As shocking and gruesome as was the crime — the motive for which is still a mystery — Jack Kelly’s fate was one that many of his journalistic colleagues had half-expected. Some, in fact, had warned him about the multiple dangers inherent in keeping such low-life company, but Kelly always laughed off the advice. “Jack always did have a hotshot approach,” said Maurice Lewis, one of the few local journalists interviewed last week by the Phoenix who forthrightly described himself as a long-time close friend of Kelly. “I always thought of him as suitable for the cast of The Wild Bunch — a movie about 20th-century adventures trying to relive the days of the Wild West. He was born a little too late for the adventure he craved.

“He was attracted to mobsters like a moth to a candle. Early on, he found a beat that would set him apart from the rest. He started to cultivate mob contacts as a way of getting into investigative reporting back before it became fashionable. And he loved that movie image. I don’t think he ever thought of it as anything other than a movie. But it was very real, and he just kept getting in deeper and deeper.”


At the peak of his career, the tall, bearded, tousled and bespectacled John A. (Jack) Kelly was as recognizable a figure as all but the superstar anchors on the local TV news scene. His deep, no-nonsense voice, his breathless Walter Winchell-like delivery, and his penchant for sensationalized, hard hitting exposes became his on-camera trademarks. A recurring misconception about the off-camera Kelly, though, was the belief that he was, by birth and upbringing, a Boston Irishman.

Only half of this was true. Kelly and his sister, Kathleen, who is two years younger, were born in World War II Philadelphia, the offspring of a traveling Mazola salesman and his wife, both New Jersey natives. The father’s occupation kept the family on the move — first to Manchester, New Hampshire, where Jack attended the first couple of grades of elementary school. The family then moved to Brighton, residing near Oak Square on Faneuil Street, and Kelly’s parochial education resumed at St. Columbkille’s, under the perhaps overly watchful eyes of such Sisters of St. Joseph as Sister Mary Davida (once described by Kelly as “the five-foot-seven, 220-pound running back from the Framingham Novitiate”) and Sister Octavia (who, Kelly later remembered, publicly berated a tight-sweatered co-ed for “advertising what she wasn’t mature enough to sell”).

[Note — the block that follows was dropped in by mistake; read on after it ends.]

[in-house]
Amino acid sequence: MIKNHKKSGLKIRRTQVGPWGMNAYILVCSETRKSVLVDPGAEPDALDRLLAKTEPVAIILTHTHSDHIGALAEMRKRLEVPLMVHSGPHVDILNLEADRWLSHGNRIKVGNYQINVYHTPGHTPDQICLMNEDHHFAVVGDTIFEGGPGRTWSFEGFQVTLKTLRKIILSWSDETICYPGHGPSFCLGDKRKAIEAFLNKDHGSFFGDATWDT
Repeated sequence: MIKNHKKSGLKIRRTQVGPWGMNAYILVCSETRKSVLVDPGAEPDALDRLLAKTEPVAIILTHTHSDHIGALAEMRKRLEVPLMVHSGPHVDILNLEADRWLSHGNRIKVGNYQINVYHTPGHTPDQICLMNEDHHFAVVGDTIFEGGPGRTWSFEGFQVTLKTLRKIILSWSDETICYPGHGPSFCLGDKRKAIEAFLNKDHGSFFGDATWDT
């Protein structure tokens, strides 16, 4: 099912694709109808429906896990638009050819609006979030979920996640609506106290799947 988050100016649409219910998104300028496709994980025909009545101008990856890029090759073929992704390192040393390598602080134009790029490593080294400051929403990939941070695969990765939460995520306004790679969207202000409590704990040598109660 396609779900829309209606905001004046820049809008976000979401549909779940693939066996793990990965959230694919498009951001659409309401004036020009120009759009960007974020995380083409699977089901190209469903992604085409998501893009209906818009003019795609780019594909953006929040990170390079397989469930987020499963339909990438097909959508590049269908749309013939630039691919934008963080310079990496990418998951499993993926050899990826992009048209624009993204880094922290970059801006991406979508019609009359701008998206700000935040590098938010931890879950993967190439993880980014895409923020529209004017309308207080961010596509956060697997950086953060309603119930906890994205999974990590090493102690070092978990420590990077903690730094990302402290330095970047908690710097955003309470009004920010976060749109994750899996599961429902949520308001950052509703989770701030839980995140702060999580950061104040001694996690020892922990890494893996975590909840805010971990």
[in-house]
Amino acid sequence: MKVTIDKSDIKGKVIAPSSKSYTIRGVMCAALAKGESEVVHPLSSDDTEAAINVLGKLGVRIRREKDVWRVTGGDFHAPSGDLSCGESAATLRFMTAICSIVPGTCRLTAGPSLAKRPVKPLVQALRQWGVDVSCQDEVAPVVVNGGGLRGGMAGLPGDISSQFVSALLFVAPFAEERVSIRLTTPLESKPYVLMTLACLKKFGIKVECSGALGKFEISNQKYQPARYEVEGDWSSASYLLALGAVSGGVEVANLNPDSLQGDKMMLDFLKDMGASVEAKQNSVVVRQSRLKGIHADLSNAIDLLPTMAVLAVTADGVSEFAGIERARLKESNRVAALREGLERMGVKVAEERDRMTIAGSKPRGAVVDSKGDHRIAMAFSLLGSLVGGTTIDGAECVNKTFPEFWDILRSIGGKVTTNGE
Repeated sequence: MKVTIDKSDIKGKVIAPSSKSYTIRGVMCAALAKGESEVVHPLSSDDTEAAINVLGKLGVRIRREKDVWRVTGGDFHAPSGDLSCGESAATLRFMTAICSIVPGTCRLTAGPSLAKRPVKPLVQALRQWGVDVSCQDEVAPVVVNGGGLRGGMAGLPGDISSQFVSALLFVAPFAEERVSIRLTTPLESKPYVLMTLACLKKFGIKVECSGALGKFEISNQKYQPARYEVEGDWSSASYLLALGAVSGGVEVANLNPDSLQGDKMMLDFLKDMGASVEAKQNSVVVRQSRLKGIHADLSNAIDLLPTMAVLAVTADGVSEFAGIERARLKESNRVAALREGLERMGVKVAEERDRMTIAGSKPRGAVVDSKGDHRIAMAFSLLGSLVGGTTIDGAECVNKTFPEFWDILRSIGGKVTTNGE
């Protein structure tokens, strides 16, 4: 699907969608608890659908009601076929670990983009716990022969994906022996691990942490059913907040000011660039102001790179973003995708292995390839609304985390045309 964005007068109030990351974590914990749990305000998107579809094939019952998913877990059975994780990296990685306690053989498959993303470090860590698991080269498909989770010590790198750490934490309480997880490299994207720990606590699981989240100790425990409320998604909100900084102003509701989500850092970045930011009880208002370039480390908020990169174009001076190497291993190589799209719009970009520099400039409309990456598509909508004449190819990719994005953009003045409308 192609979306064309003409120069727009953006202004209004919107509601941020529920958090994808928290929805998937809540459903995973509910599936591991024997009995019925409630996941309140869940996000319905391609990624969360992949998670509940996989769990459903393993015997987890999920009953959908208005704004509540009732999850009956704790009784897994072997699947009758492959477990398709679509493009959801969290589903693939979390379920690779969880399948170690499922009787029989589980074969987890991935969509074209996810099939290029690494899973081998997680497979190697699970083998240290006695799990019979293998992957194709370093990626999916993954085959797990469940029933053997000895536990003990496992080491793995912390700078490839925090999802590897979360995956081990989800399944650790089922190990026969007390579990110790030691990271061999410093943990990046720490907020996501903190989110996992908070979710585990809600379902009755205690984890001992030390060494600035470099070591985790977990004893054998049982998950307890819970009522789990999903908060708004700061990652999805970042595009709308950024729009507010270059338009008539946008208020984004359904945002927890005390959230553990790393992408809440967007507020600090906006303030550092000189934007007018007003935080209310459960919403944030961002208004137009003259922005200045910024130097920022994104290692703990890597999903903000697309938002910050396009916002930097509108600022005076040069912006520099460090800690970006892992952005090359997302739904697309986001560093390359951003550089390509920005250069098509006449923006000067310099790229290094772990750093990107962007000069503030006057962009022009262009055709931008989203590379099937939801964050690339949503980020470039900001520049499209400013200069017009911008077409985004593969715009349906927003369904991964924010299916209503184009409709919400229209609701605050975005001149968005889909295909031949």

Kelly’s whimsical recollections of such straight-laced educational experiences appeared in “The Sisters and the Kids,” an article he wrote for the Globe’s Sunday magazine in May of 1973. In it, Kelly (who was placed in a front-row seat on the first day of school, “in easy reach of Sister’s long wooden pointer from a sitting position”) recalled the frightening day his father was summoned by Sister Celeste, who then said of Jack: “He has so much potential. If only he would try harder and stop distracting the rest of the class with his antics.” As punishment for such characteristic carrying-on, Kelly — at age 12 — was sentenced to spend two weeks in the convent, a humiliating fate. Kelly also had strong, if painful, memories of Sister Octavia and her peculiar habit of sneaking into the boys’ room so as to catch students standing at the urinals smoking — at which point she’d scare the hell out of them by twisting their earlobes from behind. “The difficulty came in deciding which embarrassment to hide first,” Kelly wrote.

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